I did learn something else, though. After cleaning the board, it sat out for a few hours, and I noticed that it was already oxidizing — the copper was considerably less shiny than when it was fresh. Before soldering, I polished it with wet 600-grit sandpaper, and it took solder beautifully — completely unlike untinned boards I’m used to soldering.

Lesson: If a copper board has been exposed to air for even a few hours, polish it with wet, fine sandpaper before soldering.


I soldered on all the SMT components first. I was pleased that I was actually able to find all the resistors and capacitors I needed in my salvage bin. I’ve desoldered a number of SMT boards (heat with heat gun, then bang on the bench vise and the components come flying off; or pluck them off with tweezers for a more orderly approach), and I think these came from a dead Cabletron hub.

LED puck I/O prototype, SMT components soldered

The resistors were all labeled, so they were easy to search for the right values (if you call picking through a bag of grains of rice easy). The capacitors were a bit more challenging — they were completely unlabelled, so I had to dump them out on the workbench and use the meter (tweezer-style) to find the values I needed.

LED puck I/O prototype, copper side

I placed all the LEDs with their cathodes facing clockwise (as viewed from the top) for simplicity — so I wouldn’t have to think about which way each one goes. Although parts of the puck are obviously asymmetric, I prefer to think of the puck as a whole having at least rotational symmetry, and I wanted the LED orientation to reflect that as well.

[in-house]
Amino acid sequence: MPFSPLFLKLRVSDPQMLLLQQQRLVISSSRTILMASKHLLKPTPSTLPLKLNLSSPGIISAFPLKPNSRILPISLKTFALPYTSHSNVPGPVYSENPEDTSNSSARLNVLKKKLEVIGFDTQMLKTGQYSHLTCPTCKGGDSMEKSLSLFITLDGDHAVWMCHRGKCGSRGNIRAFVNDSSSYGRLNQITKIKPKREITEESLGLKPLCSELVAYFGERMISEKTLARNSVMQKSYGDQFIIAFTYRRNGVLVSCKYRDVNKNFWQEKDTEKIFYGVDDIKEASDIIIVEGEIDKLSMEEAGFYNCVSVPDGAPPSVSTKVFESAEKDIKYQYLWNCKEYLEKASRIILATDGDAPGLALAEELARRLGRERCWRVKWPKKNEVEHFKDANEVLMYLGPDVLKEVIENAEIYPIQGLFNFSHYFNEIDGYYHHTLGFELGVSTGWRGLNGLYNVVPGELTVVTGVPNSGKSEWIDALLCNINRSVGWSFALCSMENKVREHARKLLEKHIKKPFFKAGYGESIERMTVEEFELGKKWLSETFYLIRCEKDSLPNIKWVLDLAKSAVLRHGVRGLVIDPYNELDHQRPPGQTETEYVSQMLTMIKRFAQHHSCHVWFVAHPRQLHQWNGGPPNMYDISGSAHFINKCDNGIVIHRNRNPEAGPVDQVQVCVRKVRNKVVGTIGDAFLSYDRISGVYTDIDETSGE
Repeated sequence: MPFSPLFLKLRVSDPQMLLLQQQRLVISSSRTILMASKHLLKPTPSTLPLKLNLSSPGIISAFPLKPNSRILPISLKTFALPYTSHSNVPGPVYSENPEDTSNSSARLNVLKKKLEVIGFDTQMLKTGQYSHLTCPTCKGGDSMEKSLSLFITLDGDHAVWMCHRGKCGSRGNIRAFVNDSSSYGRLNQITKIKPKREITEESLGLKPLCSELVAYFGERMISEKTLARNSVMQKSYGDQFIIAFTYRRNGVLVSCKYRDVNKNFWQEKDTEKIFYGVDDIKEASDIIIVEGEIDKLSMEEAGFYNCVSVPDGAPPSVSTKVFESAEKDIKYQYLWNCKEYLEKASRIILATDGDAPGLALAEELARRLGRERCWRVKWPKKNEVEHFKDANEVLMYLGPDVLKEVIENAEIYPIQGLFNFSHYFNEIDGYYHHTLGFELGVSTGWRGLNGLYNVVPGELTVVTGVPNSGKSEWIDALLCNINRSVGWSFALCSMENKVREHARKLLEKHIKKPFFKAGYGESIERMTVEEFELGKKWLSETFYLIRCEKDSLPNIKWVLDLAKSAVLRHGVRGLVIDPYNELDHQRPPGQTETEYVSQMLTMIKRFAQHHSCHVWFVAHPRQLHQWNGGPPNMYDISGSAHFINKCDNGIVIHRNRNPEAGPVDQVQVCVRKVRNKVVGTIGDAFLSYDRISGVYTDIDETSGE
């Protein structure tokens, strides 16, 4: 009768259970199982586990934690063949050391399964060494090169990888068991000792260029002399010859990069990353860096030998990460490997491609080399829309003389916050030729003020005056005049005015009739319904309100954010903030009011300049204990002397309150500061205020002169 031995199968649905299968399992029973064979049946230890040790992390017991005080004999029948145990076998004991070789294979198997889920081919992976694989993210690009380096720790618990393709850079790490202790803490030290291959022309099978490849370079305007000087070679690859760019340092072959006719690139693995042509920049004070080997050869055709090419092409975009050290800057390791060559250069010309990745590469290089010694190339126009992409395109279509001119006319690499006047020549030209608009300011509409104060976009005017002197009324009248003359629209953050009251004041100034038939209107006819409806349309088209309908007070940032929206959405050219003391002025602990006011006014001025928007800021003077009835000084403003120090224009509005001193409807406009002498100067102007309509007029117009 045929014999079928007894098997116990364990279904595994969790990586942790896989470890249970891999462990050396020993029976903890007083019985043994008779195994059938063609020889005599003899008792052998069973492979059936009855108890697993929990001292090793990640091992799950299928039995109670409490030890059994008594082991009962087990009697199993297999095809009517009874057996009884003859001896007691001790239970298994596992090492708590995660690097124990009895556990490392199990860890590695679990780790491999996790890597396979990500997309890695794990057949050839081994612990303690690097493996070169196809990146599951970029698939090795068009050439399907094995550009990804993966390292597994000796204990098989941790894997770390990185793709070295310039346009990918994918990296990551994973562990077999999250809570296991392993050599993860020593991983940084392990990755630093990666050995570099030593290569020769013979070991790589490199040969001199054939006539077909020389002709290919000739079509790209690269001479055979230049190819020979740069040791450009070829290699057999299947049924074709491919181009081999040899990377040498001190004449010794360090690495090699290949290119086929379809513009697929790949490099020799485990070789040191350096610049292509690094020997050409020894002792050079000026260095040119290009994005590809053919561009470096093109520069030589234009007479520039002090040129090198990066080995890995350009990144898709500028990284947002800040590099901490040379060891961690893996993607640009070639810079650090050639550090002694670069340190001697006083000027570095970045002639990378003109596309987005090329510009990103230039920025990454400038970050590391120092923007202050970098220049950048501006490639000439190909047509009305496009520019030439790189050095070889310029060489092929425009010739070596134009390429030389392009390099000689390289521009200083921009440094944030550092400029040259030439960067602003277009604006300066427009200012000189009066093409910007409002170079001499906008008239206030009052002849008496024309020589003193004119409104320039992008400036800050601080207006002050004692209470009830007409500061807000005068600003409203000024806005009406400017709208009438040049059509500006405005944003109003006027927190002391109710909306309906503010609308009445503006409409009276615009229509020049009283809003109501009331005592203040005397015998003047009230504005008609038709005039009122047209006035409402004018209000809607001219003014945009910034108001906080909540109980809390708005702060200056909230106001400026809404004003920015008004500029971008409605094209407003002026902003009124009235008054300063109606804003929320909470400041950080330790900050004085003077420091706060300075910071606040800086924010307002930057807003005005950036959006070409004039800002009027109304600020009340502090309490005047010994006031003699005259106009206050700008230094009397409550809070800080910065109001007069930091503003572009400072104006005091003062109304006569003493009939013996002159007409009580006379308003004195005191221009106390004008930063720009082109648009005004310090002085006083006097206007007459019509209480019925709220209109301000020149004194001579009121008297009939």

LED puck I/O prototype, LED side

The jumper wires are a bit scabby, particularly the one running halfway across the board at an odd angle; but again, they’re at least partly due to routing challenges with not yet having the microcontroller on board, as I mentioned earlier.

I should stop to add that laying out an SMT board is really refreshing, in that you can fill both sides of the board with components and traces, and not worry about through-holes impacting the routing on the other side of the board. As long as you don’t need to hop to the other side and back to cross one trace over another, each side can be completely independent of the other.

That’s not illustrated well by my single-sided SMT board; but I mention it because I’m really looking forward to laying out the microcontroller (probably on the top side) and cleaning up some of these traces and jumpers.